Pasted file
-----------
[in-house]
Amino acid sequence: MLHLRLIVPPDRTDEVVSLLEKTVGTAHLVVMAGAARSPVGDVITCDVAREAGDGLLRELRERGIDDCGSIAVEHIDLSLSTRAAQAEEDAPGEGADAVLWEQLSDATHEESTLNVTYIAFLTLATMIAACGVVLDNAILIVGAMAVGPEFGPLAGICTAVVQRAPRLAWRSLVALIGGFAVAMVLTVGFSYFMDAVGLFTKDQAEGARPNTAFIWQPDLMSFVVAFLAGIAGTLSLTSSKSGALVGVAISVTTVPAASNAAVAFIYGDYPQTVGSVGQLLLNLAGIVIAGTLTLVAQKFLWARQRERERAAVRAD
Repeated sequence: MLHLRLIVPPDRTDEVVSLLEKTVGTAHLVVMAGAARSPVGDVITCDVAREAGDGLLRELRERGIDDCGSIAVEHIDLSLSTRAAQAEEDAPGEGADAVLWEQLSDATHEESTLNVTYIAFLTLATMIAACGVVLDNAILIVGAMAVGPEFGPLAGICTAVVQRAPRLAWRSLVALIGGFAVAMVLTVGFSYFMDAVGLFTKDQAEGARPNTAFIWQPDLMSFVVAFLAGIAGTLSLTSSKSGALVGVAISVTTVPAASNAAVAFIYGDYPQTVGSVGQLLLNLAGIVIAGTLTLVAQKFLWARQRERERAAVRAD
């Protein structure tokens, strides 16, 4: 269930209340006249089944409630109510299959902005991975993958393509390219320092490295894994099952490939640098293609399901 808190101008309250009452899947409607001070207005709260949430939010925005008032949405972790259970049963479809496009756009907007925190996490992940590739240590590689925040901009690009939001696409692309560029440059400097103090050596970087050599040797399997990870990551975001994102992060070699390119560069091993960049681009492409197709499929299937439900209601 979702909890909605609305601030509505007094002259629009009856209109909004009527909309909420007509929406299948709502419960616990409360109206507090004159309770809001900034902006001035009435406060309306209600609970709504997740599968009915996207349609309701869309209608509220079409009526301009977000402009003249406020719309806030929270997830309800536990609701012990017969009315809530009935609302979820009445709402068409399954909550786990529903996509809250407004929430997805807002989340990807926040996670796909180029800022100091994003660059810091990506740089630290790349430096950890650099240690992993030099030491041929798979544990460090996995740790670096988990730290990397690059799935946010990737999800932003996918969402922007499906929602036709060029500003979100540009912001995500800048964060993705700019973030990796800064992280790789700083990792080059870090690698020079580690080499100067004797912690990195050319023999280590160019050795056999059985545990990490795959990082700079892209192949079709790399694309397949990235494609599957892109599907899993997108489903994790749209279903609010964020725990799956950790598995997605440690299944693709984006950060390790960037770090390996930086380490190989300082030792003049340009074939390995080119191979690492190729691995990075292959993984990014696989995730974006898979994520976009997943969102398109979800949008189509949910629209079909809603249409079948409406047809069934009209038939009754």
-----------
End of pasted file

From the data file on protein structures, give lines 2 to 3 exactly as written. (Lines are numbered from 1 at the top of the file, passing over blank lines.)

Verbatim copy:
Amino acid sequence: MLHLRLIVPPDRTDEVVSLLEKTVGTAHLVVMAGAARSPVGDVITCDVAREAGDGLLRELRERGIDDCGSIAVEHIDLSLSTRAAQAEEDAPGEGADAVLWEQLSDATHEESTLNVTYIAFLTLATMIAACGVVLDNAILIVGAMAVGPEFGPLAGICTAVVQRAPRLAWRSLVALIGGFAVAMVLTVGFSYFMDAVGLFTKDQAEGARPNTAFIWQPDLMSFVVAFLAGIAGTLSLTSSKSGALVGVAISVTTVPAASNAAVAFIYGDYPQTVGSVGQLLLNLAGIVIAGTLTLVAQKFLWARQRERERAAVRAD
Repeated sequence: MLHLRLIVPPDRTDEVVSLLEKTVGTAHLVVMAGAARSPVGDVITCDVAREAGDGLLRELRERGIDDCGSIAVEHIDLSLSTRAAQAEEDAPGEGADAVLWEQLSDATHEESTLNVTYIAFLTLATMIAACGVVLDNAILIVGAMAVGPEFGPLAGICTAVVQRAPRLAWRSLVALIGGFAVAMVLTVGFSYFMDAVGLFTKDQAEGARPNTAFIWQPDLMSFVVAFLAGIAGTLSLTSSKSGALVGVAISVTTVPAASNAAVAFIYGDYPQTVGSVGQLLLNLAGIVIAGTLTLVAQKFLWARQRERERAAVRAD